The NHL belongs to the fast and the skilled. Several different rule changes and rule enforcements have brought the league to this place, and the results are borne out in the statistics this season. As of the 2018-19 all-star break, the NHL was experiencing lower save percentages, fewer fights and fewer shootouts. Meanwhile, the number of players on pace for 100 points or more has skyrocketed. All these trends are interconnected, but let’s look at them individually, with thoughts from the top players in the game today.
According to hockeyfights.com, scraps are at an all-time low, with just 0.19 fights per game in the NHL. That translates to one tilt every five games, which is half the amount from just five years ago. Simply put, the goons are gone, and even heavyweights who can play, such as Ryan Reaves in Vegas or Tom Wilson in Washington, are more nuclear options than frequent dancers now. “The games and the points are too valuable, as is the importance of depth scoring,” said Capitals coach Todd Reirden. “If you can find a player who combines the physical element and the ability to stand up and protect one another and also play, that’s when you have something really special, and we have an example on our team in Tom Wilson. I think a lot of teams would love to have a Tom Wilson, and that’s where things are headed.”
For the players themselves, there’s a wistfulness to the situation. Colorado Avalanche captain Gabriel Landeskog made a name for himself as a youngster by combining skill and toughness, but even he only fought once in the first half of the season. “Guys will step up when it’s needed, and guys will protect their teammates, but the staged fights aren’t there,” he said. “I’ve always said that it’s important to have fighting in the game. If we remove fighting, I think guys will take advantage of that and start running around a lot more. Having guys that make you answer for your actions makes the game more honest.”
Goaltenders are getting a rough ride this season, with a league-wide .908 save percentage. Last year, that number was .912, and it has been as high as .915 in recent years. Certainly, there are goalies having great seasons and bucking the trend, but even they are willing to admit that shooters are getting the upper hand. According to Nashville Predators netminder Pekka Rinne, they’re just “too good” right now. “For real, though,” he said. “The game is so fast, and there are so many chances. It’s awesome. It’s fun to play, it’s fun for the fans, it’s not always fun for the goalies, but that’s the reasoning.
“More quality chances, more individual skill, and these kids coming in, it’s amazing what they can do.”
Like Rinne, Anaheim Ducks stopper John Gibson has been on the better side of things this season, and while playing for a mediocre squad, he may very well contend for the Vezina Trophy. But he also sees a landscape where league rules seem to favor shooters rather than defenders and that affects goaltenders as well. There’s also the streamlining of goalie gear to consider, which has always been controversial among netminders, though Gibson is pretty even-keeled about how the new equipment sits on him. “I don’t think anybody is ever fully comfortable, but you get what you get, and you make the most out of it,” he said. “As long it protects you the best, then you can’t really complain.”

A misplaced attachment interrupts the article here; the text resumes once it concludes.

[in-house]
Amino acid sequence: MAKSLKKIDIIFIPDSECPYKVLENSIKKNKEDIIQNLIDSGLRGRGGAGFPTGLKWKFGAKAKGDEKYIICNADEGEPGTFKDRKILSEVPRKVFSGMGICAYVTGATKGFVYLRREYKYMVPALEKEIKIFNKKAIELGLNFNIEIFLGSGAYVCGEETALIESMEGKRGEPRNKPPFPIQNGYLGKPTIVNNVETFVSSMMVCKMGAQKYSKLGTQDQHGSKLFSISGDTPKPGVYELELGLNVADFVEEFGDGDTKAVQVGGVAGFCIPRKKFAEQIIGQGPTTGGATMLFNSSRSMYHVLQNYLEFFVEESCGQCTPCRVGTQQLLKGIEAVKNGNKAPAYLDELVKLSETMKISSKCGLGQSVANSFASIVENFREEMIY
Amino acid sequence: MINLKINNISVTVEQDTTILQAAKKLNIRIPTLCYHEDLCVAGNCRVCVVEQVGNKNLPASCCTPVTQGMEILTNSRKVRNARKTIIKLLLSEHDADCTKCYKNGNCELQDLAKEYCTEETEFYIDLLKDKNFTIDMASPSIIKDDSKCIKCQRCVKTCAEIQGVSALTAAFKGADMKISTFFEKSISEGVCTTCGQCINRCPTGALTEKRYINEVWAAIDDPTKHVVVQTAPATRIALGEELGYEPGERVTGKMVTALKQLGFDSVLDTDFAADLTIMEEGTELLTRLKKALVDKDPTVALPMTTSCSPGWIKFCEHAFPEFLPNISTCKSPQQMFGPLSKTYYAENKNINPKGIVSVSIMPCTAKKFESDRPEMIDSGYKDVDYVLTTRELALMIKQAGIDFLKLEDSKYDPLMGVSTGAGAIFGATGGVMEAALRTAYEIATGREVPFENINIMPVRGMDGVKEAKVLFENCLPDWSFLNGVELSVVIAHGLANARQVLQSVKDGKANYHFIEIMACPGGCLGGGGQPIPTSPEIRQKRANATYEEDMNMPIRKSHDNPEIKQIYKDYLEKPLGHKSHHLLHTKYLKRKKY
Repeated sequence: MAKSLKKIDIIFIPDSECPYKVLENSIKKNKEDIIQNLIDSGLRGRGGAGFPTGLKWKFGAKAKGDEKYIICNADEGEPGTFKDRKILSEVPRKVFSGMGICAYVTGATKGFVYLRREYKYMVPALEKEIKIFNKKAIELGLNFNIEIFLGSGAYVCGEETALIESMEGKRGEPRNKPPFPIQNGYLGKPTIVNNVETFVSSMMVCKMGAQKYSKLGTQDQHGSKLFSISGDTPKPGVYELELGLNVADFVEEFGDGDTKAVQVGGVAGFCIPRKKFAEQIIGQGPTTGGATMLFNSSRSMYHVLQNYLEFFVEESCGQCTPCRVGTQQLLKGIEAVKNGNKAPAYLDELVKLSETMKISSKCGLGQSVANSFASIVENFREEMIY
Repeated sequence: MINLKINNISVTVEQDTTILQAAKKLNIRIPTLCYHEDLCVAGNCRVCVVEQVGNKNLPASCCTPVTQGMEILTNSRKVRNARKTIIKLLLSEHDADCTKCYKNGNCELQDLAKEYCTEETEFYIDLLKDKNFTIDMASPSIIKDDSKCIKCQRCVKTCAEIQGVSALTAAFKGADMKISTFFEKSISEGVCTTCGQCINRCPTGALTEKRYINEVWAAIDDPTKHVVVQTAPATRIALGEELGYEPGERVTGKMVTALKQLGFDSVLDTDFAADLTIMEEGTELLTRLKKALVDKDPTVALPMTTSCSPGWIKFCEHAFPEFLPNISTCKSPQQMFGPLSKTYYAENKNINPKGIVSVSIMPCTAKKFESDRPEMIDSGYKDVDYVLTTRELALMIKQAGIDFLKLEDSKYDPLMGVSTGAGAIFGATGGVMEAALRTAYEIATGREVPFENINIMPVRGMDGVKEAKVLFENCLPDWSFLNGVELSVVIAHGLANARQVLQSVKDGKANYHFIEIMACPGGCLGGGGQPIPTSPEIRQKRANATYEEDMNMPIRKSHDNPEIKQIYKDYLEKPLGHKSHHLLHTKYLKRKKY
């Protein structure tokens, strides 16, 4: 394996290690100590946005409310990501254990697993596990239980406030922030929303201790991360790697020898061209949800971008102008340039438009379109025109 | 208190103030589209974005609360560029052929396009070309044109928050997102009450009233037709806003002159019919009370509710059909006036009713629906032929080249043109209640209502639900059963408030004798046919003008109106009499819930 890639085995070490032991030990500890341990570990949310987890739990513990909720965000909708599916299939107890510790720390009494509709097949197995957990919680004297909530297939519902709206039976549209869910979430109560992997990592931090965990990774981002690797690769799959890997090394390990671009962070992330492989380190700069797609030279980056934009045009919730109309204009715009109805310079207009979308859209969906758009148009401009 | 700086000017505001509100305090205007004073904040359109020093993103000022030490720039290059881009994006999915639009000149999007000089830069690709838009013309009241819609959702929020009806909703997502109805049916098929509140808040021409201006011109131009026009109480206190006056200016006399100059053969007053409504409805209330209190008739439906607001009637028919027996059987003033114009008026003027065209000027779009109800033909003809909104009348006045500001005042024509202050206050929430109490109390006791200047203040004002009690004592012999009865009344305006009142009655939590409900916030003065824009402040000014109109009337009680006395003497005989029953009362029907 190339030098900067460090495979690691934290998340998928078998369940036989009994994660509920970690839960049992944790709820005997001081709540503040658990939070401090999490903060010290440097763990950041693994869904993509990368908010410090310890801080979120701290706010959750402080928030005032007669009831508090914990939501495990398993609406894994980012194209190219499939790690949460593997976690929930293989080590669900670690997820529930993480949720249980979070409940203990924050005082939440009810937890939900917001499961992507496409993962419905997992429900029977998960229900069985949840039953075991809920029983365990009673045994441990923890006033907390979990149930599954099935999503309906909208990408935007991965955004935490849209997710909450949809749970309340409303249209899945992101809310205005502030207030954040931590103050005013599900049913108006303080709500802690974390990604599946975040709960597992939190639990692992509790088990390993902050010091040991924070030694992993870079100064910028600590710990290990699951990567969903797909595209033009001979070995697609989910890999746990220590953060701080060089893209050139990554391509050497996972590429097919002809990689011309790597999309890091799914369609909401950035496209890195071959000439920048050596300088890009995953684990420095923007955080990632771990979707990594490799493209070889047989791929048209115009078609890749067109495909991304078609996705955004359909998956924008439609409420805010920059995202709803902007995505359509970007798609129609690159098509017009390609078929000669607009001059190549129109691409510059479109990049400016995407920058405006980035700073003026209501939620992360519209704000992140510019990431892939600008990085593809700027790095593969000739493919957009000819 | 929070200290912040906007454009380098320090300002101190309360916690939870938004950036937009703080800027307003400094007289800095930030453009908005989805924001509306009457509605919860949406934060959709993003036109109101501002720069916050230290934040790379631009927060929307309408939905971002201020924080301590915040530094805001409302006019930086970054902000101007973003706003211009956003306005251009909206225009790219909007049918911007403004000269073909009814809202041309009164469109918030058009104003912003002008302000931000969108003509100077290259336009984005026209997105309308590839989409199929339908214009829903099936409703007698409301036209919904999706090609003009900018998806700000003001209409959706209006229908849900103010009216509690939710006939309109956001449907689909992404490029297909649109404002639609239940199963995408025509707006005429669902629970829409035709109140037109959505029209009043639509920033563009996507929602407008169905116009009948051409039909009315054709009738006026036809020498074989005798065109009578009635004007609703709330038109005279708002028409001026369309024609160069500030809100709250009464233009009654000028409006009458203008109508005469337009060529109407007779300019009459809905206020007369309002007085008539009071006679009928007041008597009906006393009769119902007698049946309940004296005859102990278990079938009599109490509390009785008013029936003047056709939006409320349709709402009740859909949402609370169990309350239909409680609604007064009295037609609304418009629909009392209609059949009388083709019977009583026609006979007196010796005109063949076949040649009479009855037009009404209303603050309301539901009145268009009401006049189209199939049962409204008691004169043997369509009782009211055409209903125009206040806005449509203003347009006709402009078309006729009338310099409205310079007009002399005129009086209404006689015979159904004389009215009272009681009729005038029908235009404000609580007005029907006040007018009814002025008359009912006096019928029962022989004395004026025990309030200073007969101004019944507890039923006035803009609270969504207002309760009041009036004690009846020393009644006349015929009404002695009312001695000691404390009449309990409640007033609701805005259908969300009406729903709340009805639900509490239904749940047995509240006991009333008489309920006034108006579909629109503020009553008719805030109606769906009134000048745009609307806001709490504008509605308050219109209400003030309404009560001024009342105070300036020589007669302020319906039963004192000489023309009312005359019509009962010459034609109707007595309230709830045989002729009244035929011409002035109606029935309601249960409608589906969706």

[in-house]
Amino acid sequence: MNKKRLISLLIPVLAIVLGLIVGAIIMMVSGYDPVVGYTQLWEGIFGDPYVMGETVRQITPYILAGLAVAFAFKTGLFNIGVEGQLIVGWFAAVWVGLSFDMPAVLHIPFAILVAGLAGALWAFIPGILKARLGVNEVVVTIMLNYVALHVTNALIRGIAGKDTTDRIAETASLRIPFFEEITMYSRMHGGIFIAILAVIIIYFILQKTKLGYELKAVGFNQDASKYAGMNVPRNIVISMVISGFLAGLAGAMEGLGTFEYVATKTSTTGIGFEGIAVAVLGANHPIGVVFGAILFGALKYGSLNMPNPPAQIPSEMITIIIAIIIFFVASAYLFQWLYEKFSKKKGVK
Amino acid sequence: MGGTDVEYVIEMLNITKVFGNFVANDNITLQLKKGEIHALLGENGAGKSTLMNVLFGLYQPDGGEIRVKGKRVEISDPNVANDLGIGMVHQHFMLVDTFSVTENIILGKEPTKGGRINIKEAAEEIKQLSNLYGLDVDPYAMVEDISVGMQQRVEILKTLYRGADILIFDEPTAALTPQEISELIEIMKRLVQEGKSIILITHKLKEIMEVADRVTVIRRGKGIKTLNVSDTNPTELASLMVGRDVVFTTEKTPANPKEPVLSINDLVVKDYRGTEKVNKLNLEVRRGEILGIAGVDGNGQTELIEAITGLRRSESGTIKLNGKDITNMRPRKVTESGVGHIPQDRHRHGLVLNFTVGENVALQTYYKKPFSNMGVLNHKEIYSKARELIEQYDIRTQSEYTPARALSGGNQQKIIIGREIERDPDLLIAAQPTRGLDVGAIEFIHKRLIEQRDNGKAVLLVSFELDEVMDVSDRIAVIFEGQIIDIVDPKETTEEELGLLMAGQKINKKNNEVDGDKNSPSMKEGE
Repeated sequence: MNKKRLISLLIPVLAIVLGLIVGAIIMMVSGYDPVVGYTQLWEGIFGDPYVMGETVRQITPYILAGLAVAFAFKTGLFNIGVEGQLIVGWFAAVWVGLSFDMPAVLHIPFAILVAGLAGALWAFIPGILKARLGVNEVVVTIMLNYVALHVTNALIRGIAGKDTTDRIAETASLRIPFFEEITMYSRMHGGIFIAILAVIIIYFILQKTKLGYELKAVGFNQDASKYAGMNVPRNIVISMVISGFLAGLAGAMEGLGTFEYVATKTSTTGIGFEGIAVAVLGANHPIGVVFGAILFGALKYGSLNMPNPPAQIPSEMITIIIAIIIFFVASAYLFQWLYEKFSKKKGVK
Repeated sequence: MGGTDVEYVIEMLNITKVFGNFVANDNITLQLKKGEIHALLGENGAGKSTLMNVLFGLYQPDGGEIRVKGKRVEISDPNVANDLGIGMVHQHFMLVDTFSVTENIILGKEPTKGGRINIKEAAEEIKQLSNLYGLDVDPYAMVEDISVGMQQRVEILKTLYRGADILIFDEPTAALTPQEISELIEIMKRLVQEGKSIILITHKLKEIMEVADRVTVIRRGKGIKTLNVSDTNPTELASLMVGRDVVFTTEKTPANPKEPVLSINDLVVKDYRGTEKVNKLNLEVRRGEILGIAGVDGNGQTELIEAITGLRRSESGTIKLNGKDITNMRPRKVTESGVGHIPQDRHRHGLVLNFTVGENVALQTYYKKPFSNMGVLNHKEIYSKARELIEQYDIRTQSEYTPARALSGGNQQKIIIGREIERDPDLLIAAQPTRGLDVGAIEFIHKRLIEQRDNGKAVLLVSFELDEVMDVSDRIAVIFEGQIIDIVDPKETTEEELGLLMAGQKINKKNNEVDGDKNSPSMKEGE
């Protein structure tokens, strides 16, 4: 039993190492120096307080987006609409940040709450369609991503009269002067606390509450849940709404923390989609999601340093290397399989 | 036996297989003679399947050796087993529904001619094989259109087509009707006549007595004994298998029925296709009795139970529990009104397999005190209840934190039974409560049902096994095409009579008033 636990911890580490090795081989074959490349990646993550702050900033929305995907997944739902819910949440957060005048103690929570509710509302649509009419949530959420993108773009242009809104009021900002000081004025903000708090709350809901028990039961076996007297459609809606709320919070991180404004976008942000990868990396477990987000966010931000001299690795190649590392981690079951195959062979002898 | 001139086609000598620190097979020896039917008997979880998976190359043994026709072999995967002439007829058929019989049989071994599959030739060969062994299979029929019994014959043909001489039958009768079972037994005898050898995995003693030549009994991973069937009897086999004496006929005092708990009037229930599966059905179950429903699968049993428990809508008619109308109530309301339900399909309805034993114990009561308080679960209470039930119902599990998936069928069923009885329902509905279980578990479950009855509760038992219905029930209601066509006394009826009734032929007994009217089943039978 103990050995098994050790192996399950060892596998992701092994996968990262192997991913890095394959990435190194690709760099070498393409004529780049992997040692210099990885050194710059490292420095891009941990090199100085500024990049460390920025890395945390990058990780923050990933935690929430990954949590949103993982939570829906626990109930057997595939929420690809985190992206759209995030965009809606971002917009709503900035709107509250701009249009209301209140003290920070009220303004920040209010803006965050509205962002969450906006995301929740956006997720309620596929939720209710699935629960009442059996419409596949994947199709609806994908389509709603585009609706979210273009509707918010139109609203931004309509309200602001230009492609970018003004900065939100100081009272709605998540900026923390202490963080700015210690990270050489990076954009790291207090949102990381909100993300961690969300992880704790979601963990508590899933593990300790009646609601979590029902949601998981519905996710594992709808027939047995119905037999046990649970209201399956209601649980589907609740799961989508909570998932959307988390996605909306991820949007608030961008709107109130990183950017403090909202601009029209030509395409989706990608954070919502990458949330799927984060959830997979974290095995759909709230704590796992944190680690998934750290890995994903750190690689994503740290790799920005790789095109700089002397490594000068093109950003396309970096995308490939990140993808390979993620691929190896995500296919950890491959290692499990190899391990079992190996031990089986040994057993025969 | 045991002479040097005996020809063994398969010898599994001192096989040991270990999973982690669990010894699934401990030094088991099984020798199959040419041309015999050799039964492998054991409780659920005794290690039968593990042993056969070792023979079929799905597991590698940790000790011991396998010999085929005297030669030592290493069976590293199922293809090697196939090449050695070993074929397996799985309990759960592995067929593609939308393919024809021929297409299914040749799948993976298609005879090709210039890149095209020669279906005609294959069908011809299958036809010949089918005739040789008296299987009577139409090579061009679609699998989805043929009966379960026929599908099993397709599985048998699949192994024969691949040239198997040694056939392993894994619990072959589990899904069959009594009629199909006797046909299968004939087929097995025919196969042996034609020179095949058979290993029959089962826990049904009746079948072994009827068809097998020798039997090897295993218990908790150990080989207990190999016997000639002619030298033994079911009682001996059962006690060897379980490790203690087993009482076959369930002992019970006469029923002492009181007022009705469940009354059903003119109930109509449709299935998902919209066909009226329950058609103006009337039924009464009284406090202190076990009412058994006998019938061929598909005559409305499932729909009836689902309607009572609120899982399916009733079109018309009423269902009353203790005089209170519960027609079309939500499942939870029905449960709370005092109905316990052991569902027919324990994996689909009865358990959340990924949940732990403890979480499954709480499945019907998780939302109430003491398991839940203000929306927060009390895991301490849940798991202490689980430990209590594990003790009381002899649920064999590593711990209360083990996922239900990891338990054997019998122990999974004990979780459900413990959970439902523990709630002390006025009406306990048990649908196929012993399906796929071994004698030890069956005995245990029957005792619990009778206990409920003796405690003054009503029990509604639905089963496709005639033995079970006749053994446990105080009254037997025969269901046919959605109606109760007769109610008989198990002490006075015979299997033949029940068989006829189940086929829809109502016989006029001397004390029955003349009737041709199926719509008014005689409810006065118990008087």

THE CENTURY CLUB
This is the trickiest trend, because past performance does not necessarily equate to future success, but there were 14 players on pace for 100 points or more by the all-star break. Now, a lot can happen in the final 30 games – guys go cold or get injured – but on the flip side, guys can also get healthy and go on monster runs. What we do know is that last season, only three players hit the 100-point mark: Connor McDavid, Claude Giroux and Nikita Kucherov.
Given Kucherov was already up to 78 points through 49 games, it’s a good bet he does it again. But why are so many of his offensively inclined friends joining him? “The speed of the game helps out with that,” said Winnipeg’s Blake Wheeler, on pace for a career-best 104 points. “Power plays are better now, too. Playing into that is the restriction on the clutching, grabbing and holding. There are a lot more scoring chances, and the things they are calling now, they’re calling more frequently.”
This all lines up with what Rinne was saying about the difficulty of stopping dangerous chances this year, and Wheeler has noticed that the derring-do moves of the players are amping up the crowds, too. “The league is in a great place,” Wheeler said. “The premium on fast, skilled players, the product for the fans, their excitement level is at a real high right now, and you can feel it in every building.”
It has always been controversial, but the shootout is in fact less prominent this season, thanks to 3-on-3 overtime. Last season, 193 games were ended within the first five minutes of extra time, while 103 went all the w
ay to a shootout. This year, as teams were hitting the 50-game mark, 3-on-3 OT had solved matters 120 times and the shootout had only been required in 43 games. Toronto, Ottawa and Dallas had yet to play in a shootout. NHLers are quite content with this trend. “A lot of players will say they love the 3-on-3 concept and that maybe they should extend the time to 10 minutes,” said Columbus’ Cam Atkinson. “Likely the game is going to end. I wonder what the stat is on the team that wins the draw, if that team scores to win the game.”
For Buffalo’s Jack Eichel, strategy is key. Defense leads to offense, and when you have the puck, it helps to have a path of attack in mind. “Teams are planning a bit more and guys are adapting to it,” he said. “Maybe refs are more inclined to call penalties now, we’ve had a couple 4-on-3 goals this year, and that’s crucial.”
Whatever the driver may be, it’s working – and most fans are happy to see the game end before the skills competition.